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Specialty Numbers: Gap Stars as Markdowns Hit Competition

Gap Inc. scored twice on Thursday, once with strong second-quarter earnings and again by coaxing Patricia DeRosa out of her retirement.

Missy Elliott and Madonna pointed the way to Gap stores

Missy Elliott and Madonna pointed the way to Gap stores.

Photo By WWD Staff

NEW YORK — The turnaround is now official.

Gap Inc. struck a chord with its cords, enabling the nation’s largest apparel specialty retailer to complete a full year of earnings improvements in the second quarter.

The San Francisco-based company tripled its net income in the 13 weeks ended Aug. 2 to $209.3 million, or 22 cents a diluted share, reaching the high end of its earlier forecast and passing Wall Street’s best guess by 1 cent. That represents a 268.6 percent increase over the prior year’s income of $56.8 million, or 6 cents, and marked its fourth consecutive earnings increase.

Others among the many specialty retailers reporting results Thursday weren’t as fortunate. Limited Brands’ earnings improved despite softness in its apparel stores, but Charming Shoppes’, pressured by continuing aggravation at Lane Bryant, fell. Wet Seal weathered an eight-digit loss, as expected, but Aeropostale reversed a year-ago deficit.

Gap’s results left little room for interpretation or qualification, however. Summer marketing helped strengthen customer traffic, particularly at Gap and Old Navy, while better product assortments and inventory management resulted in more merchandise being sold at slightly better margins than during the same period last year, the company said.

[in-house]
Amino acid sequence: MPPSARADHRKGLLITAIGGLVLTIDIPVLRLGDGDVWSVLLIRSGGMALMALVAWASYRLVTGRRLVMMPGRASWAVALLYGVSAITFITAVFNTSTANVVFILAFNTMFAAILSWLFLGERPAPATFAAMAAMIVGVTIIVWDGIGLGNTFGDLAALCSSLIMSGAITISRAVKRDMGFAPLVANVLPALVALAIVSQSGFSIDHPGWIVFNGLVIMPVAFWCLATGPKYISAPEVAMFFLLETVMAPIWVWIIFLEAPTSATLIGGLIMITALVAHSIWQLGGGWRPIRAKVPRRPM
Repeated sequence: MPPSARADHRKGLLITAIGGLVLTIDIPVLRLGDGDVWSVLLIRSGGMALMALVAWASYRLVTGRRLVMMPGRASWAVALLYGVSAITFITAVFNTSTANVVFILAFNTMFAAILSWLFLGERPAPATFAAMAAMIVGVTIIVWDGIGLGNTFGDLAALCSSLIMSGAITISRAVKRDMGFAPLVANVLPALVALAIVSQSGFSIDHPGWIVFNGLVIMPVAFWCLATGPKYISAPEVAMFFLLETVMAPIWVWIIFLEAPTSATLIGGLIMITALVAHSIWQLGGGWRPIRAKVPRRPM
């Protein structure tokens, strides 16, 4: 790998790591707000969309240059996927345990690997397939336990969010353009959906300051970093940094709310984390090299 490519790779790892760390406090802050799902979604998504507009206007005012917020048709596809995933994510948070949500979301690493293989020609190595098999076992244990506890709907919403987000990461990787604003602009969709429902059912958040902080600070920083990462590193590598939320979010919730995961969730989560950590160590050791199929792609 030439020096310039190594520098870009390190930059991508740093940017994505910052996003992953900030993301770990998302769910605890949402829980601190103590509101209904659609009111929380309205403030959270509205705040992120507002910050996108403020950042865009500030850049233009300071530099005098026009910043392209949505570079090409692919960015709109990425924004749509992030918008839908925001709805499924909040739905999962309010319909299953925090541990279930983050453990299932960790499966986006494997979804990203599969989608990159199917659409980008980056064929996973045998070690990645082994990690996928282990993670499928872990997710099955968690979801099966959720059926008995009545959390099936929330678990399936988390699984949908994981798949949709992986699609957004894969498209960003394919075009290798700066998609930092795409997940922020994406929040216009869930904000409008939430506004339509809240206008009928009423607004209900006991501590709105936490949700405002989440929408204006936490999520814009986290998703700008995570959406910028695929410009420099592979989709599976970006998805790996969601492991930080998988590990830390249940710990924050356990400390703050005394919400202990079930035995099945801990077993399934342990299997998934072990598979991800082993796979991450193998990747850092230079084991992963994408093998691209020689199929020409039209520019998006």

In reporting a 9 percent increase in July sales, Gap said it expected earnings ranging between 20 and 22 cents.

Total sales for the quarter were $3.69 billion, representing an increase of 12.7 percent over the $3.3 billion reported for the same period last year. Comparable-store sales increased 10 percent, compared with a decrease of 7 percent in the second quarter of the prior year, and all divisions reported increases — 11 percent at Old Navy, 9 percent at Gap and 5 percent at Banana Republic.

Upgrading Gap to “buy” from “hold,” Todd Slater, a retail analyst with Lazard Frères, wrote in a research note that, while many specialty retailers, including Abercrombie & Fitch and American Eagle Outfitters, are struggling to find their fashion compass, “Gap seems to be invested in the right categories [corduroy, basic denim and lightweight, wear-now twill and canvas]. While other retailers are taking early markdowns on transitional and back-to-school inventory, a sign of early distress, Gap does not seem to be taking many unplanned markdowns, an indication that its assortments are selling at full price.”
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